Portland , Oregon is a lucky city with not one but several independent bookstores catering to children! We’re talking today with Jennifer Green, owner/founder of the newest of them, Green Bean Books, established in July, 2009 and located in the city’s Alberta district. “Green Bean Books is the quintessential spot for cheerful coziness on a rainy Portland day,” says Portland-based children’s author Roseanne Parry (Heart of a Shepherd, Second Fiddle). “Whether you need just the perfect picture book, a chapter book for a finicky fourth grader or a novel and a mustache, the Green Bean staff is there with just the right suggestion.”
MUF: Jennifer, it’s heartening to see a relatively new bookstore thriving. What made you decide to take the plunge?
Jennifer: I was an elementary school teacher for ten years and wanted to try something new with some of my favorite aspects of teaching: fantastic children’s literature and reading-based activities with kids! Portland is a city with lots of families with young kids just looking for fun activities and educational things to do, so I thought I could fulfill a need in my neighborhood. Developing a sense of community for friends and neighbors was key to me in creating Green Bean Books.
MUF: What’s unique about Green Bean Books (aside from the vending machines, which I’ll ask about in a moment)?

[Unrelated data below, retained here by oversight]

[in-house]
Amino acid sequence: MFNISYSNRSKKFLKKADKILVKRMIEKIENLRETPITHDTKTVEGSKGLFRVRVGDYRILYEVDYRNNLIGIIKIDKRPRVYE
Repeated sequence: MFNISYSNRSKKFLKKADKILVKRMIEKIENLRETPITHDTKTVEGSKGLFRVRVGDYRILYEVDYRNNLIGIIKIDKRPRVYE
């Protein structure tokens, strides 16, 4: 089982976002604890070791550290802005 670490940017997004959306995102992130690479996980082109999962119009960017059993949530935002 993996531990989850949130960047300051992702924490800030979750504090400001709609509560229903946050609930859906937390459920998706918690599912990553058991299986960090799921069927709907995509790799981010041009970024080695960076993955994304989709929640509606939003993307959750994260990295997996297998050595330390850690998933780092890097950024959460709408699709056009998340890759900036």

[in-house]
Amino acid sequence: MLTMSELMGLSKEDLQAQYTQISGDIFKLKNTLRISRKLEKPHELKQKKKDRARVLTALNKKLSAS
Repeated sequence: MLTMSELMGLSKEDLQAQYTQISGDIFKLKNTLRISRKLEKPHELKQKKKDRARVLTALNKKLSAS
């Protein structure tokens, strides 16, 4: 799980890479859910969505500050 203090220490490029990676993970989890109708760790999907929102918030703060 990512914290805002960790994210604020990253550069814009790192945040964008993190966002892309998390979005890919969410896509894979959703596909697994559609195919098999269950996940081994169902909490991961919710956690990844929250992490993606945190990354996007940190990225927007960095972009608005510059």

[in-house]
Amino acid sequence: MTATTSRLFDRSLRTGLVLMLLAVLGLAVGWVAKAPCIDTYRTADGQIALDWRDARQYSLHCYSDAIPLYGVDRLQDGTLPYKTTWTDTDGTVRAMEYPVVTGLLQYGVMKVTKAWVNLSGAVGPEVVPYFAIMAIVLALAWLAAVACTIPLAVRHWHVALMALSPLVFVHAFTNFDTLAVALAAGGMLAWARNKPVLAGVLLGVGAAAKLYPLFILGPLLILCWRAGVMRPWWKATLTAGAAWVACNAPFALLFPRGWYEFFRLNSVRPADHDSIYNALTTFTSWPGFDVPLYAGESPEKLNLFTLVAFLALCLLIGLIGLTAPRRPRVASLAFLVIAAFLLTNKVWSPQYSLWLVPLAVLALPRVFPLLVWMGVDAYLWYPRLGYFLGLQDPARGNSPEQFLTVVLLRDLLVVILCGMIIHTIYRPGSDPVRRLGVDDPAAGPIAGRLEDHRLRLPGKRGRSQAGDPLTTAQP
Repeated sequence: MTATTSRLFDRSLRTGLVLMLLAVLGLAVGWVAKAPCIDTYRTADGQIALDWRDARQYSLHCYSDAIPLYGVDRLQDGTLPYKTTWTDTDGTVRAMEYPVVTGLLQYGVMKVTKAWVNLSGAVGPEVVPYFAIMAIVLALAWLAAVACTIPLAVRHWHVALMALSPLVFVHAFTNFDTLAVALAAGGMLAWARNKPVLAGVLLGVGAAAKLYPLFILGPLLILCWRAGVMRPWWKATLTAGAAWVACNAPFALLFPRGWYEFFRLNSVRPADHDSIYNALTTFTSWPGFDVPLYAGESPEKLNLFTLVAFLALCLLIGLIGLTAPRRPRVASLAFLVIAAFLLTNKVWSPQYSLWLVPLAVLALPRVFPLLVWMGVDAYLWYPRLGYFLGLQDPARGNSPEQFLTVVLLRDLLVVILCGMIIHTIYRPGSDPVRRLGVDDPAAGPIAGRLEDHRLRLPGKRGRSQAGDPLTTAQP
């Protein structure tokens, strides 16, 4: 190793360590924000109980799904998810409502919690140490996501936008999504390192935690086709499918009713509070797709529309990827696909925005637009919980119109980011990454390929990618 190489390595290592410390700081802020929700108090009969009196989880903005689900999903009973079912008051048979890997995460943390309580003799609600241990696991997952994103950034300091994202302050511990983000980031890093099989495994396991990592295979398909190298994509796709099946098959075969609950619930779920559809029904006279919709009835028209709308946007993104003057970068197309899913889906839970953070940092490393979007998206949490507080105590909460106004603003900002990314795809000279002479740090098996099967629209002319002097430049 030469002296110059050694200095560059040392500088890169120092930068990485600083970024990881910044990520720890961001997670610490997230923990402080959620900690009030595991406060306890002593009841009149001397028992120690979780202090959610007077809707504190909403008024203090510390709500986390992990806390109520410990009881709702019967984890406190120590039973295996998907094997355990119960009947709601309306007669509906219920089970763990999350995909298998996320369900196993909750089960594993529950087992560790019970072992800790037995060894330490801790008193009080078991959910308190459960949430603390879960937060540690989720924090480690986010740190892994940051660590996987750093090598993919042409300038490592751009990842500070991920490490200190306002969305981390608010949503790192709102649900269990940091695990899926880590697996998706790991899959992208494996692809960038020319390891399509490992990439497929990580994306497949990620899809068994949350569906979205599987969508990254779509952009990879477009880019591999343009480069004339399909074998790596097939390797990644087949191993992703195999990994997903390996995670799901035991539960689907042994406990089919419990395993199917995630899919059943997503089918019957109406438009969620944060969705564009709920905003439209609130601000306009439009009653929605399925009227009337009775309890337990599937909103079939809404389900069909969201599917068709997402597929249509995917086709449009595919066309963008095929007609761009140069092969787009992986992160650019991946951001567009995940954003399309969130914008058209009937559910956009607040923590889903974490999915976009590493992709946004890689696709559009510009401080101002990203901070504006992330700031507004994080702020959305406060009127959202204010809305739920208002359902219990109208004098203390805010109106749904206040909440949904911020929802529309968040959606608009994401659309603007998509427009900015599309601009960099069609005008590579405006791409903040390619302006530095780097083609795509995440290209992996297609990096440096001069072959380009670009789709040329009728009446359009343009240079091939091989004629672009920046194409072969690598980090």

Jennifer: Green Bean is all about noticing minutia (: There are surprises waiting to be discovered around every corner of the shop. I wanted it to be a place where people are constantly noticing new things that they may have overlooked the first time they perused the place. My hope is that people do not think of Green Bean as just a store but an adventure and a discovery!
MUF: What kinds of things do you do to welcome the community and make them feel the store is theirs?
Jennifer: I’ve tried to make the store a cozy, friendly, and inviting space that encourages families to snuggle up with a book and hang out for awhile. I’ve also created interactive displays that beacon kids to explore on their own. We have a sweet, weeping mulberry bush in the yard that I’ve turned into a reading fort when the weather is good. We also do lots of activities on our beautiful deck in the summer.
MUF: Although Green Bean Books is a small store, you could close your eyes, reach in any direction, and pick a book you’d want to read. One of your booksellers said,” We don’t have any bad books here. We don’t have room for them!” How do you go about selecting books to carry at Green Bean?
Jennifer: All three of us read, read, read, and I like to think we have really good taste in books. We also try and keep in mind our audience and our neighborhood. . . what people are talking about and asking for each day when they come in and chat with us. We write it all down and make title choices based on our community.
MUF: We’re Middle Grade authors, so we just have to ask: what is your favorite book of fiction (all-time or current) for readers ages nine to twelve? Nonfiction?